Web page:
Good stuff!

What If?

Wednesday, November 3rd, 2010

Views of church evolve.

For many of us church begins as the bastion of law, order, tradition.  Religion then plays out as morality, as codes, as creeds, and as attendance.  What if though church, like our faith, was designed to evolve?

Christian New Church theology is filled with numerous references to what can be described as “mutual indwelling.”   In the Gospel of John, Jesus offers a wonderful prayer of oneness, or as one theologian phrased it, of “cascading unity” that speak to mutual indwelling – unity with Him and the Father, with us, with those who will know Him in the future.   The unity literally spills out of the prayer.

In our faith system, that very unity spills out again into areas such as marriage, work, service – all areas where the unity can be experienced.  It is also experienced in our connection with the spiritual world, not a connection of soothsayers and swamis, but a connection of heart and thought.  When experienced, “belief” in a dogmatic sense becomes less a priority and caring and the wisdom growing from it gains its rightful seat.  Morality, codes, creeds, and attendance follow a similar path – giving way to compassion, simplicity, intuition, and engagement.  Divinity becomes grounded in our humanity.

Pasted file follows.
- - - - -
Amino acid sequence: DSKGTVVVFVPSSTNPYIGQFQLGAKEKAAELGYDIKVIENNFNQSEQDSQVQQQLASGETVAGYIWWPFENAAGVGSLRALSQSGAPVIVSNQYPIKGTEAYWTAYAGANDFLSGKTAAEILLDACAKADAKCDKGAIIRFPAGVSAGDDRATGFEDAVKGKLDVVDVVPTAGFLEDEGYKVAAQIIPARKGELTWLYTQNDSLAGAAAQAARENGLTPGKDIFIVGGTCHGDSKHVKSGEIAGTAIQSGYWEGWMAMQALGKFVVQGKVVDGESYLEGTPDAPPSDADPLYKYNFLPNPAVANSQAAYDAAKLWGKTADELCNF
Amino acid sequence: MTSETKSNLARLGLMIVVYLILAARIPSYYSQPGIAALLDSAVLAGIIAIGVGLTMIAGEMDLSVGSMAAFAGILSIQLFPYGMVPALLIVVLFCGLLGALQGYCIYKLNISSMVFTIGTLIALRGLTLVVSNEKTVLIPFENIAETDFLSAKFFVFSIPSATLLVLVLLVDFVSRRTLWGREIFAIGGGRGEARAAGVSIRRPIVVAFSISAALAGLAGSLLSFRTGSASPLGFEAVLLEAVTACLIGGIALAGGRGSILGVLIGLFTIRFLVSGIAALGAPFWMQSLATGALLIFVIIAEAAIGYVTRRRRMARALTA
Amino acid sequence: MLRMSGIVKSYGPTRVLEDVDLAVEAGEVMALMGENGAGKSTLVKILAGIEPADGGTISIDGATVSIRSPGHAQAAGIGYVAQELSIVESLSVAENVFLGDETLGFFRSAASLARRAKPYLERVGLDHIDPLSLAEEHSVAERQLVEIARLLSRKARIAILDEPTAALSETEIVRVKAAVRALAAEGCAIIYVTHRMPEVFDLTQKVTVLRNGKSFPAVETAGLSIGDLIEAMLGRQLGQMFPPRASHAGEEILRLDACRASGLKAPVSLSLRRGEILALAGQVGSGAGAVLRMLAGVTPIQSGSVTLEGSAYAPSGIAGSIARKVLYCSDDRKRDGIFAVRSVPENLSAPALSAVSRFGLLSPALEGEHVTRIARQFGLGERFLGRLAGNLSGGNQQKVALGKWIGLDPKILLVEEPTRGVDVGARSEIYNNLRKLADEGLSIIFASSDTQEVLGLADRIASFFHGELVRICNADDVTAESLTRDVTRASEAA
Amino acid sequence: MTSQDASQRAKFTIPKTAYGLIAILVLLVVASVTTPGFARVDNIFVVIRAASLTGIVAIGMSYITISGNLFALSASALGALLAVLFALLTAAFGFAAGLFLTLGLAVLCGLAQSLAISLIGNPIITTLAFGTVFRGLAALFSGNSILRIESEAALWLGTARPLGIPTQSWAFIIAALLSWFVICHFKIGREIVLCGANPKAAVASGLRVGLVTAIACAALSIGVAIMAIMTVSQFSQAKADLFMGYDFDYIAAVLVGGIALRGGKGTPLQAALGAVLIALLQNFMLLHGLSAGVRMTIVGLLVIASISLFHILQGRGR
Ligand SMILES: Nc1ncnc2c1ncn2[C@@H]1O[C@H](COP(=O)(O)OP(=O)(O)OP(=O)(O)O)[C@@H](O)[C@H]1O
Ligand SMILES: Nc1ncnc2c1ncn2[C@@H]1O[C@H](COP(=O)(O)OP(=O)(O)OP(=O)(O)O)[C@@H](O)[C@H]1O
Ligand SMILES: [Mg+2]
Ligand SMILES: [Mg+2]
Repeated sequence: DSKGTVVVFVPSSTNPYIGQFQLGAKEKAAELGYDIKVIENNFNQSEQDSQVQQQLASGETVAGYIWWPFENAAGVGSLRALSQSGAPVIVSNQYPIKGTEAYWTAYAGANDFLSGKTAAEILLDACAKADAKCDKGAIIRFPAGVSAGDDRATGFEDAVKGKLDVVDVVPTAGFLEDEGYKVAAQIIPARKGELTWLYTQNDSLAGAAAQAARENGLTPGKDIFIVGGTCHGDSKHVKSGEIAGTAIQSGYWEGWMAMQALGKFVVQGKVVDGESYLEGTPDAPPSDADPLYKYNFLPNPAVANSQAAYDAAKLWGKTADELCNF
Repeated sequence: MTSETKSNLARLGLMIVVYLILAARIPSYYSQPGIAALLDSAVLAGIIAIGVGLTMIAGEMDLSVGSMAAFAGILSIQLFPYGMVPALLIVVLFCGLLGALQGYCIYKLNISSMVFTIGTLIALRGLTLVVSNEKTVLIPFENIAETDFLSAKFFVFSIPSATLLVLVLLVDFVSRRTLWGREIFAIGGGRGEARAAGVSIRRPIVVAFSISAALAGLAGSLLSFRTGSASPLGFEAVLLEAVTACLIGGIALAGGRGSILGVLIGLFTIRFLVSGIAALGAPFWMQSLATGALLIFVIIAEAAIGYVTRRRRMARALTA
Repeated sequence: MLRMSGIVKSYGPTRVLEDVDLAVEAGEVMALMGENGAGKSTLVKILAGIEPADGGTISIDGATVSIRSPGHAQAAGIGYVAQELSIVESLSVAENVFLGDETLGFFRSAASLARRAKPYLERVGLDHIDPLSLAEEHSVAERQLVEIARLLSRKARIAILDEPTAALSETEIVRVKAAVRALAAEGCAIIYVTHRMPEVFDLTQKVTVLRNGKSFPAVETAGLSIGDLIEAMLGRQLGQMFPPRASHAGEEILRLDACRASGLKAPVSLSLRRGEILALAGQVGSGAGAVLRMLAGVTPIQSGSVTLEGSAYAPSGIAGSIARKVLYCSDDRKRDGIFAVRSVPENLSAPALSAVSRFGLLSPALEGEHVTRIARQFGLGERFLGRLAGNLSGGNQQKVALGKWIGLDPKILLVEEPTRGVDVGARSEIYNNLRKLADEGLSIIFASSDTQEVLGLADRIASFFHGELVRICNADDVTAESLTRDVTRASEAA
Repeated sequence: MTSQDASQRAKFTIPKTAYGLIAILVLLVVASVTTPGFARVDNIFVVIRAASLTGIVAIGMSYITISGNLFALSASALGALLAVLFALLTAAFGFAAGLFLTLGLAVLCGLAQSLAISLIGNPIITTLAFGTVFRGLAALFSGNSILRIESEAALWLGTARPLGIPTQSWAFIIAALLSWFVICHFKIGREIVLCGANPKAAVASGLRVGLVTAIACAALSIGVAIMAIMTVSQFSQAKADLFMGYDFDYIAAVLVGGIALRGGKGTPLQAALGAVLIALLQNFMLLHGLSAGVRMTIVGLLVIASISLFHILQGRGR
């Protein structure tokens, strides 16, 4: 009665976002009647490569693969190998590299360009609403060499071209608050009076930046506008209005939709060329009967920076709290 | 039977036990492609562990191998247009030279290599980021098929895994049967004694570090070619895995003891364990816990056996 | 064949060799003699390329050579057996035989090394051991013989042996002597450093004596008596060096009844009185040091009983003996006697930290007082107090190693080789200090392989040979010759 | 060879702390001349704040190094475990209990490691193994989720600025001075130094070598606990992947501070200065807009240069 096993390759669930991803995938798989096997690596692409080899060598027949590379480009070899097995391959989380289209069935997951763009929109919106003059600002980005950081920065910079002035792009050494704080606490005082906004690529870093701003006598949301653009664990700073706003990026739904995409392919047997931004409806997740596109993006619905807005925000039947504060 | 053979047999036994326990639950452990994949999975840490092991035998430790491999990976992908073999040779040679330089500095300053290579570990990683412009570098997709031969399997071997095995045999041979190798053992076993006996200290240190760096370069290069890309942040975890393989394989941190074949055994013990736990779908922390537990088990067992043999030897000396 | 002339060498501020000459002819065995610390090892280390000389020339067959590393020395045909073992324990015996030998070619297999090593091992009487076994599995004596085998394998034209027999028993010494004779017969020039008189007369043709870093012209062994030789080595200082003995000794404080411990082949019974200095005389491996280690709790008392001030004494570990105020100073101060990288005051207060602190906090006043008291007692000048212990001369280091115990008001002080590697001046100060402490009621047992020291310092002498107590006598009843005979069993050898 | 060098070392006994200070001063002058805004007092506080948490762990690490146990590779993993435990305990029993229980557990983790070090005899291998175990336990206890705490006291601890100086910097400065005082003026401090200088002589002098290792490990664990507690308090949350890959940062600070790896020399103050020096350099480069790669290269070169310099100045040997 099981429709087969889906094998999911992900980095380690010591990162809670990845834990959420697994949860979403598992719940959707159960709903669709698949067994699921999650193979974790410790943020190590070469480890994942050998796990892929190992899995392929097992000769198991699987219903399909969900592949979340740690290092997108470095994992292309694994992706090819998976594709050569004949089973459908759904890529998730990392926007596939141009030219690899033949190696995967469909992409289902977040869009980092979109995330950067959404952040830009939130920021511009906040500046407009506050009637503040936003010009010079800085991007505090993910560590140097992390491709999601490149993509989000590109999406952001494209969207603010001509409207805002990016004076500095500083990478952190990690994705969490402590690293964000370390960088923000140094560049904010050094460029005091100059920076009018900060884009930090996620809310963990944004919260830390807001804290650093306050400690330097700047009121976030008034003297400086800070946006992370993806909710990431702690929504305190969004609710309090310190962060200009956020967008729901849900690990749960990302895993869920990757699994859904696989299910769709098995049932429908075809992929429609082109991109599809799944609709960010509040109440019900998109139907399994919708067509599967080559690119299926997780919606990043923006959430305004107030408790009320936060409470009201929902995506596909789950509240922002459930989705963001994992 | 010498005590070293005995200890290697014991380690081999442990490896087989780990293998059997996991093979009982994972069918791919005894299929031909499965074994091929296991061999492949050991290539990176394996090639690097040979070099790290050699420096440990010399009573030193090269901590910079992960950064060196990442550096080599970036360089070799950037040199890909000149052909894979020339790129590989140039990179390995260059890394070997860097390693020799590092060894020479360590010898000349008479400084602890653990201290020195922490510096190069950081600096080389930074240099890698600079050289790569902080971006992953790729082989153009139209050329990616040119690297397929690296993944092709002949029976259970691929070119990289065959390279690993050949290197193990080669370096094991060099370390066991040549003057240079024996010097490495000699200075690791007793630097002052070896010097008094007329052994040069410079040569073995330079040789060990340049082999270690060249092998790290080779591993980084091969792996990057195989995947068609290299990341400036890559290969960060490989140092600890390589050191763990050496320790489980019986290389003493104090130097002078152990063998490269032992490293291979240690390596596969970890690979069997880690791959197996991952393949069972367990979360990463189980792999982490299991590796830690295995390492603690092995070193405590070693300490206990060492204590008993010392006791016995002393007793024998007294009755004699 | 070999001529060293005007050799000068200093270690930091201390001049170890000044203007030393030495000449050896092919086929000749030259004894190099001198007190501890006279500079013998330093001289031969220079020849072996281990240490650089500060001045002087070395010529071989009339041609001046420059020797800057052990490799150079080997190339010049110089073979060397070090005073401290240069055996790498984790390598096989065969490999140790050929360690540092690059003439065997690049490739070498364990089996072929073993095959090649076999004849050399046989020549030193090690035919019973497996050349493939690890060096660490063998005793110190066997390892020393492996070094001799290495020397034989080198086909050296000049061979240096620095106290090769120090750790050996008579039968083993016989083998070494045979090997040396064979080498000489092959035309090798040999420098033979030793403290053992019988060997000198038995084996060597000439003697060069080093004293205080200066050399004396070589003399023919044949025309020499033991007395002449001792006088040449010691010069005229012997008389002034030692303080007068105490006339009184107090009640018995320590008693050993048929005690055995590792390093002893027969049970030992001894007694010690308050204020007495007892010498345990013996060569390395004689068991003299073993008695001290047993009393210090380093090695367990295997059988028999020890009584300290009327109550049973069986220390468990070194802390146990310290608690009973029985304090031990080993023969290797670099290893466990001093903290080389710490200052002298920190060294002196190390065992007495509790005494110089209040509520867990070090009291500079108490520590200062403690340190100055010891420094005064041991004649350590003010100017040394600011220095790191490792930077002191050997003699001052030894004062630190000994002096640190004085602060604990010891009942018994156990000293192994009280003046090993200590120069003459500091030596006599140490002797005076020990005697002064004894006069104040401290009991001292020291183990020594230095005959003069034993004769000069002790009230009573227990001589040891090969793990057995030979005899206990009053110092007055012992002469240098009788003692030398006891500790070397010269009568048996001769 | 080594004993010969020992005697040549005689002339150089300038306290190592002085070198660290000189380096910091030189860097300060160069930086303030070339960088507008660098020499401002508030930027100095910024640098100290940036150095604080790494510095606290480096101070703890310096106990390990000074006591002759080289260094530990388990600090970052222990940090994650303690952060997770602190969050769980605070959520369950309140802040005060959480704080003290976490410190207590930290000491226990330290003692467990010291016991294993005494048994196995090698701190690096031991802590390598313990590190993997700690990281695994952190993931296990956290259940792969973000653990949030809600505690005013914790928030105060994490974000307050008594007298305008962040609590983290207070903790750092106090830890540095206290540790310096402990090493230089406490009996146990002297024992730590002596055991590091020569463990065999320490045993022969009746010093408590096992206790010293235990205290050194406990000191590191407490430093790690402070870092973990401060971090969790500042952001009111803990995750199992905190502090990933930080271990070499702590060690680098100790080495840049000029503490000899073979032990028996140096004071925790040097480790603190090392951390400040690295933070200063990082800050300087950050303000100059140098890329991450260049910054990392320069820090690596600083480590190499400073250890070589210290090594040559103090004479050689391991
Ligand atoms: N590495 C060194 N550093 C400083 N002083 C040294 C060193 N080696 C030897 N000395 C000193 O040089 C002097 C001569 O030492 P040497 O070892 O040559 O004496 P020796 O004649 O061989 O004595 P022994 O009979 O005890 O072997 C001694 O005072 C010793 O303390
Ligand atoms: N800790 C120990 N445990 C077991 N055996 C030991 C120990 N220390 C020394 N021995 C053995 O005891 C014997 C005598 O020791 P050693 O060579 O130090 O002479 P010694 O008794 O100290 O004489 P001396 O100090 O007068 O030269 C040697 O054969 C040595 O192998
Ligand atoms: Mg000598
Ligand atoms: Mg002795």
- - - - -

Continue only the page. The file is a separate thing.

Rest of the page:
What if?  What if church evolved to a celebration of the mutual indwelling we have with God and with one another?  Such a shift is not without pain – I am absolutely convinced that opening to God and to others actually opens us to more synchronicity in terms of pain.  Likewise it opens the joyous space for co-creation.   And such a shift may be just where the Christian church is headed.